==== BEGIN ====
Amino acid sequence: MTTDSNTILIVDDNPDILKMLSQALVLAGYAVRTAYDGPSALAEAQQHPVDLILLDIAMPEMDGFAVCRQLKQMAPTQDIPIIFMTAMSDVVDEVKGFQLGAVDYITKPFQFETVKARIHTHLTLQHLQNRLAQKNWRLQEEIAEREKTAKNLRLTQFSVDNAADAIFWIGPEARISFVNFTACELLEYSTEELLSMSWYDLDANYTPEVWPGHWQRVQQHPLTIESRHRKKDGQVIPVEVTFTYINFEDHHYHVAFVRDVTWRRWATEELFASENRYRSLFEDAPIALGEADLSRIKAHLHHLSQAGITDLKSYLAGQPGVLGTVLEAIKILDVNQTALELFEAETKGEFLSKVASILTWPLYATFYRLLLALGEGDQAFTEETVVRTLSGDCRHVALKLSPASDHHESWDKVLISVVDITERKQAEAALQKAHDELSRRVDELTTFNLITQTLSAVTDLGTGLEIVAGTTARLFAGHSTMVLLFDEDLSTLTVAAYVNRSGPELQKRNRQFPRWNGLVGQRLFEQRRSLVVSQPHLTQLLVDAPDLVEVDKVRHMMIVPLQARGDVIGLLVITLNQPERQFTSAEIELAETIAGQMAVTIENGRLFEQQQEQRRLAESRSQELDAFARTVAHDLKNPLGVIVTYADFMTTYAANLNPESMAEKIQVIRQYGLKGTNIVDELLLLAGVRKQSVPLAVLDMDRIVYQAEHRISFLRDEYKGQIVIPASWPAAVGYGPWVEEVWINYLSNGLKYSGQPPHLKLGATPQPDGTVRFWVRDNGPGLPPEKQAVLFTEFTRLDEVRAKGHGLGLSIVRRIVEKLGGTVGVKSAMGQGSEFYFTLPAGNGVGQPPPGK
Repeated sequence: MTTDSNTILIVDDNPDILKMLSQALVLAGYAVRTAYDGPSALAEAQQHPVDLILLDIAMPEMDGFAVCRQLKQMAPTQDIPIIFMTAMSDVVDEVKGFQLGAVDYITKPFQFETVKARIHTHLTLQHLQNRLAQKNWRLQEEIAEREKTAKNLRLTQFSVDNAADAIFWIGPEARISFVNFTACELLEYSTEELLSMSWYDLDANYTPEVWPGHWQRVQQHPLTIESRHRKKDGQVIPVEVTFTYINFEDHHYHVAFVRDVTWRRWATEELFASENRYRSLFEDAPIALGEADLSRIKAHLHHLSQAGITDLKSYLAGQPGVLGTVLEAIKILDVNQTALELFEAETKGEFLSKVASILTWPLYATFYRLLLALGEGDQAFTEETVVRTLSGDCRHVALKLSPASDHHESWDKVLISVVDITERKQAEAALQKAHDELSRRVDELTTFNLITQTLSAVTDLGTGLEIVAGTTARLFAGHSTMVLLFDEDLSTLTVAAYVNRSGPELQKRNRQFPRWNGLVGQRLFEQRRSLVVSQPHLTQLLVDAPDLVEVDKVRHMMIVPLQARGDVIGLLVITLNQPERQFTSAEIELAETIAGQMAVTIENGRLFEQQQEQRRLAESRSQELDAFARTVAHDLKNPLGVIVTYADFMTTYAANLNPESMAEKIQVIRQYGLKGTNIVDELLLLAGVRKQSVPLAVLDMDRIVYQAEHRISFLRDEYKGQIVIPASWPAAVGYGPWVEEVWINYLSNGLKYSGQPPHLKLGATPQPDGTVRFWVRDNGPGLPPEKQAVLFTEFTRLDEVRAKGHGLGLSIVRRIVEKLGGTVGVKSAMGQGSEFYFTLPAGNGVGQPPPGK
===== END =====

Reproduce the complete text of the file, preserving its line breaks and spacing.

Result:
Amino acid sequence: MTTDSNTILIVDDNPDILKMLSQALVLAGYAVRTAYDGPSALAEAQQHPVDLILLDIAMPEMDGFAVCRQLKQMAPTQDIPIIFMTAMSDVVDEVKGFQLGAVDYITKPFQFETVKARIHTHLTLQHLQNRLAQKNWRLQEEIAEREKTAKNLRLTQFSVDNAADAIFWIGPEARISFVNFTACELLEYSTEELLSMSWYDLDANYTPEVWPGHWQRVQQHPLTIESRHRKKDGQVIPVEVTFTYINFEDHHYHVAFVRDVTWRRWATEELFASENRYRSLFEDAPIALGEADLSRIKAHLHHLSQAGITDLKSYLAGQPGVLGTVLEAIKILDVNQTALELFEAETKGEFLSKVASILTWPLYATFYRLLLALGEGDQAFTEETVVRTLSGDCRHVALKLSPASDHHESWDKVLISVVDITERKQAEAALQKAHDELSRRVDELTTFNLITQTLSAVTDLGTGLEIVAGTTARLFAGHSTMVLLFDEDLSTLTVAAYVNRSGPELQKRNRQFPRWNGLVGQRLFEQRRSLVVSQPHLTQLLVDAPDLVEVDKVRHMMIVPLQARGDVIGLLVITLNQPERQFTSAEIELAETIAGQMAVTIENGRLFEQQQEQRRLAESRSQELDAFARTVAHDLKNPLGVIVTYADFMTTYAANLNPESMAEKIQVIRQYGLKGTNIVDELLLLAGVRKQSVPLAVLDMDRIVYQAEHRISFLRDEYKGQIVIPASWPAAVGYGPWVEEVWINYLSNGLKYSGQPPHLKLGATPQPDGTVRFWVRDNGPGLPPEKQAVLFTEFTRLDEVRAKGHGLGLSIVRRIVEKLGGTVGVKSAMGQGSEFYFTLPAGNGVGQPPPGK
Repeated sequence: MTTDSNTILIVDDNPDILKMLSQALVLAGYAVRTAYDGPSALAEAQQHPVDLILLDIAMPEMDGFAVCRQLKQMAPTQDIPIIFMTAMSDVVDEVKGFQLGAVDYITKPFQFETVKARIHTHLTLQHLQNRLAQKNWRLQEEIAEREKTAKNLRLTQFSVDNAADAIFWIGPEARISFVNFTACELLEYSTEELLSMSWYDLDANYTPEVWPGHWQRVQQHPLTIESRHRKKDGQVIPVEVTFTYINFEDHHYHVAFVRDVTWRRWATEELFASENRYRSLFEDAPIALGEADLSRIKAHLHHLSQAGITDLKSYLAGQPGVLGTVLEAIKILDVNQTALELFEAETKGEFLSKVASILTWPLYATFYRLLLALGEGDQAFTEETVVRTLSGDCRHVALKLSPASDHHESWDKVLISVVDITERKQAEAALQKAHDELSRRVDELTTFNLITQTLSAVTDLGTGLEIVAGTTARLFAGHSTMVLLFDEDLSTLTVAAYVNRSGPELQKRNRQFPRWNGLVGQRLFEQRRSLVVSQPHLTQLLVDAPDLVEVDKVRHMMIVPLQARGDVIGLLVITLNQPERQFTSAEIELAETIAGQMAVTIENGRLFEQQQEQRRLAESRSQELDAFARTVAHDLKNPLGVIVTYADFMTTYAANLNPESMAEKIQVIRQYGLKGTNIVDELLLLAGVRKQSVPLAVLDMDRIVYQAEHRISFLRDEYKGQIVIPASWPAAVGYGPWVEEVWINYLSNGLKYSGQPPHLKLGATPQPDGTVRFWVRDNGPGLPPEKQAVLFTEFTRLDEVRAKGHGLGLSIVRRIVEKLGGTVGVKSAMGQGSEFYFTLPAGNGVGQPPPGK